Subject: CX4 - Context & Culture 4
Course: Diploma of Visual Art (21885VIC)
Unit of Competency: VPAU014 - Manage creative and professional self
Class 13 - Managing creative content - Inventory
Artists and the Archive.
Discuss excerpts handed out last week:
Are there elements from these texts that you can relate to? can your think of other artists that use the archive in interesting ways?
Future-proofing for Artists
Inventory Description / Cataloguing-
Document your artworks and support content for the semester in the manner of an art catalogue. Some of this content can then be used by students participating in the end of year exhibition. It will be a useful exercise for exhibition, funding/exhibition applications and as part of the archival documentation of your work. List the following information with a minimum of 1 image per piece:
The Inventory will include finished works, but may also include preparatory works, documentations, plans, instructions and other support materials.
Document Formats and Layout
You can save your work as Word docs or OpenOffice files - whatever format will allow you to keep working on the assessment task.
See this sample Word Doc for an example of using image and text together:
Often a Word doc or similar is sufficient when putting together a text/image-based document, but the problem with Word is that when someone opens your document on their computer, the pagination may change, they may not have the font you used, and other formatting or layout elements may differ.
The most common way around this is to convert your doc file to a PDF (Portable Document Format) file. PDF is the current standard for documents, and although it has it's own deficiencies, it will ensure that your document is not editable, and has the layout/style that you intended as it saves the formatting is a way that is cross platform and generally always looks the same.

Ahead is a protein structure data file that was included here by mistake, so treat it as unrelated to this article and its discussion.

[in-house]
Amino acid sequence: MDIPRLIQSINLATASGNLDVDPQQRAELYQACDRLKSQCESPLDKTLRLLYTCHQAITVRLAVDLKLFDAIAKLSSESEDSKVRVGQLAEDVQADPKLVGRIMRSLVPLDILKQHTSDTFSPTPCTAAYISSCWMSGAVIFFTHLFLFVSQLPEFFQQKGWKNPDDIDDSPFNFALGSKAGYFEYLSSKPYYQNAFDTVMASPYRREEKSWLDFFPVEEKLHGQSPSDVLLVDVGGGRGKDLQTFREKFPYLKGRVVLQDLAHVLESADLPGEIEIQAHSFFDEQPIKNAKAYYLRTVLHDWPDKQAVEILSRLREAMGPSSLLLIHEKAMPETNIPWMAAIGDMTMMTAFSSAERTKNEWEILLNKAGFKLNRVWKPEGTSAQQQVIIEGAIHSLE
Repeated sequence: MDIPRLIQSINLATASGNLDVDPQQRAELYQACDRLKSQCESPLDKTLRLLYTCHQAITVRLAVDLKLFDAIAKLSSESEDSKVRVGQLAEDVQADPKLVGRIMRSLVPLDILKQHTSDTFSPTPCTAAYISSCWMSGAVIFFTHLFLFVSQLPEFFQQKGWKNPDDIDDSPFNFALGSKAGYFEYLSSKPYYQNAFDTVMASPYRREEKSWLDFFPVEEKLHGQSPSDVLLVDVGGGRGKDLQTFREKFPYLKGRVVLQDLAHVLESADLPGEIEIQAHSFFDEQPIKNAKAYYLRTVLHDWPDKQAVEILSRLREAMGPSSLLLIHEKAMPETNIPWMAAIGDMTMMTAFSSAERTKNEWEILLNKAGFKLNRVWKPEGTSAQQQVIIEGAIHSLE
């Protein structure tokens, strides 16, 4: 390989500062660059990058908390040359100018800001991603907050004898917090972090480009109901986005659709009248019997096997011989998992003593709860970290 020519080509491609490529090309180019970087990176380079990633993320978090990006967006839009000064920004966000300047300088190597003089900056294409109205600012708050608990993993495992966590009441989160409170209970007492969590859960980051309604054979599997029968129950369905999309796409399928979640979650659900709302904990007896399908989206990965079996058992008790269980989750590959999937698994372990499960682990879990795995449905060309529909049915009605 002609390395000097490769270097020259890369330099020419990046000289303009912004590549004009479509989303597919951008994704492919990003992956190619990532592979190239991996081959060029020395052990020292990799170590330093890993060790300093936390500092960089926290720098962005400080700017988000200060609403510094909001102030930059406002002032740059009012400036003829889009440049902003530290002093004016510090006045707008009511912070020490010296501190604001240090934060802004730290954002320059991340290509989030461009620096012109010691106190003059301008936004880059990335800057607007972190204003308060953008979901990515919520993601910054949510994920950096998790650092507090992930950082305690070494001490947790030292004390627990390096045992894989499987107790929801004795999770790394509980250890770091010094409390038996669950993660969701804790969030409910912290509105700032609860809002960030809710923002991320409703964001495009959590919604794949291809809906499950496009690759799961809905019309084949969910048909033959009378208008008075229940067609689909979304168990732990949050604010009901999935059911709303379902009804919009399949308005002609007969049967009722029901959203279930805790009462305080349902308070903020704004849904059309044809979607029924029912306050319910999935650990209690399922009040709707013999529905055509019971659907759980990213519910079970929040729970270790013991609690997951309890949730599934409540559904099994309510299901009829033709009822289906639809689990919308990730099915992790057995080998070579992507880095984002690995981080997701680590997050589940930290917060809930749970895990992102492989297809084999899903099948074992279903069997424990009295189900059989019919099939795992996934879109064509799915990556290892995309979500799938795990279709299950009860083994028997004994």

If you don't have Adobe Acrobat to convert your docs to PDF, there are many free PDF converters online - including a service on the Adobe website. They generally work by allowing you to submit a Word or Open Office doc (and some other types of document), and then they ask for your email address and email you the converted PDF file, or email you a link to download the PDF file.
I have generally found these to be pretty good at conversion. Occasionally you may have problems with image quality, but trial and error is recommended.
Some Online PDF converters:
I will continue working my way around the class to make sure everyone is getting all the assesment tasks complete, and can complete by the end of the last class on November 15. The tasks to be completed are the Blog (and all it's deliverables), and the document you will produce for Managing Creative Content.
Homework / Readings /Other
If you're interested, the Experimenta "Speak to me" media art bienale is finishing this Saturday - http://www.experimenta.org/
Keep adding content to you blog - next week is the last class so you need the following: